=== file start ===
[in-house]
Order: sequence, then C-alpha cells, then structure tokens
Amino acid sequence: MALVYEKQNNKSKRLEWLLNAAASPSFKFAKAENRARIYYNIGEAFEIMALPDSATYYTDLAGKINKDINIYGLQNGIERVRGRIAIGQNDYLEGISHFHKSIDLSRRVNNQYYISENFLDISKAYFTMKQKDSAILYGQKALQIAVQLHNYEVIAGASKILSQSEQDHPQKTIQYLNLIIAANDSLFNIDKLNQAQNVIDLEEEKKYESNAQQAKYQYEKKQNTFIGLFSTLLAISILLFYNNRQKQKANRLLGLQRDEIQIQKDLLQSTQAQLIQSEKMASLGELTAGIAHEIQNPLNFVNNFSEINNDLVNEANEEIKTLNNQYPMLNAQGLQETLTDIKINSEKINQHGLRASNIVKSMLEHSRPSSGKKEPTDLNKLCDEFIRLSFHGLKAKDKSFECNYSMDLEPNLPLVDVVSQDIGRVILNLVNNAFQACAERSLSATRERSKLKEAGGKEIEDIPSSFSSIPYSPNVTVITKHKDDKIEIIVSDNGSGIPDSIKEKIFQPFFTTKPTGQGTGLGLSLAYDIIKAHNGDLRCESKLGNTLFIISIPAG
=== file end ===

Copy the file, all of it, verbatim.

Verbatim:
[in-house]
Order: sequence, then C-alpha cells, then structure tokens
Amino acid sequence: MALVYEKQNNKSKRLEWLLNAAASPSFKFAKAENRARIYYNIGEAFEIMALPDSATYYTDLAGKINKDINIYGLQNGIERVRGRIAIGQNDYLEGISHFHKSIDLSRRVNNQYYISENFLDISKAYFTMKQKDSAILYGQKALQIAVQLHNYEVIAGASKILSQSEQDHPQKTIQYLNLIIAANDSLFNIDKLNQAQNVIDLEEEKKYESNAQQAKYQYEKKQNTFIGLFSTLLAISILLFYNNRQKQKANRLLGLQRDEIQIQKDLLQSTQAQLIQSEKMASLGELTAGIAHEIQNPLNFVNNFSEINNDLVNEANEEIKTLNNQYPMLNAQGLQETLTDIKINSEKINQHGLRASNIVKSMLEHSRPSSGKKEPTDLNKLCDEFIRLSFHGLKAKDKSFECNYSMDLEPNLPLVDVVSQDIGRVILNLVNNAFQACAERSLSATRERSKLKEAGGKEIEDIPSSFSSIPYSPNVTVITKHKDDKIEIIVSDNGSGIPDSIKEKIFQPFFTTKPTGQGTGLGLSLAYDIIKAHNGDLRCESKLGNTLFIISIPAG